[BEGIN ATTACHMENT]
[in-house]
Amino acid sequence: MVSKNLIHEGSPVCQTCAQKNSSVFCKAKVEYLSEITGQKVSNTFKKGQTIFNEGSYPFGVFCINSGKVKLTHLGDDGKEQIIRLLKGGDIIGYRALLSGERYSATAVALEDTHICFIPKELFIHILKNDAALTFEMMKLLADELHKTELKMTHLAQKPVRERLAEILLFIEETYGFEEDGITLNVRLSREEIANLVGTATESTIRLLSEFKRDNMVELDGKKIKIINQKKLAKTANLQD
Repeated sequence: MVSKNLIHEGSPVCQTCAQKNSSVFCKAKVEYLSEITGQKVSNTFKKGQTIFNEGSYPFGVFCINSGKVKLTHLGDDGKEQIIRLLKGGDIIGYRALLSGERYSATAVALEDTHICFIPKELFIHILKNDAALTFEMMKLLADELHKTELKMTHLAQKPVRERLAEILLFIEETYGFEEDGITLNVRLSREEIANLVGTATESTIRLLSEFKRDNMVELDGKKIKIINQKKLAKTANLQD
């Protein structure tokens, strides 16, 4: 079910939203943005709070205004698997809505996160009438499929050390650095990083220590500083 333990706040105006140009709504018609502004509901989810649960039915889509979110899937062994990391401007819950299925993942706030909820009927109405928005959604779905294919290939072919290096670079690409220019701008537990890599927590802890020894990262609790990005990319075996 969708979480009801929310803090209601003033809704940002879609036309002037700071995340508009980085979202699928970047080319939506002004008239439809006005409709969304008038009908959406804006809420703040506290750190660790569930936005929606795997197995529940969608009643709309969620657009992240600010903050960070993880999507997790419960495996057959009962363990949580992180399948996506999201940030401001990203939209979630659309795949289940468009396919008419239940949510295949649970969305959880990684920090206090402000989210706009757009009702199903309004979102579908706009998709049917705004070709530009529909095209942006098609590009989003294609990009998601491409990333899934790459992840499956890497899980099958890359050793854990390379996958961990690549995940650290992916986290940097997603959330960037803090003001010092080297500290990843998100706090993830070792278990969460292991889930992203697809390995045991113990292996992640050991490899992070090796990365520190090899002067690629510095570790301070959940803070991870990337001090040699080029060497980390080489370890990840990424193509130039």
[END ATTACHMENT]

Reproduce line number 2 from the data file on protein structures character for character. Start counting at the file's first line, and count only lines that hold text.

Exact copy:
Amino acid sequence: MVSKNLIHEGSPVCQTCAQKNSSVFCKAKVEYLSEITGQKVSNTFKKGQTIFNEGSYPFGVFCINSGKVKLTHLGDDGKEQIIRLLKGGDIIGYRALLSGERYSATAVALEDTHICFIPKELFIHILKNDAALTFEMMKLLADELHKTELKMTHLAQKPVRERLAEILLFIEETYGFEEDGITLNVRLSREEIANLVGTATESTIRLLSEFKRDNMVELDGKKIKIINQKKLAKTANLQD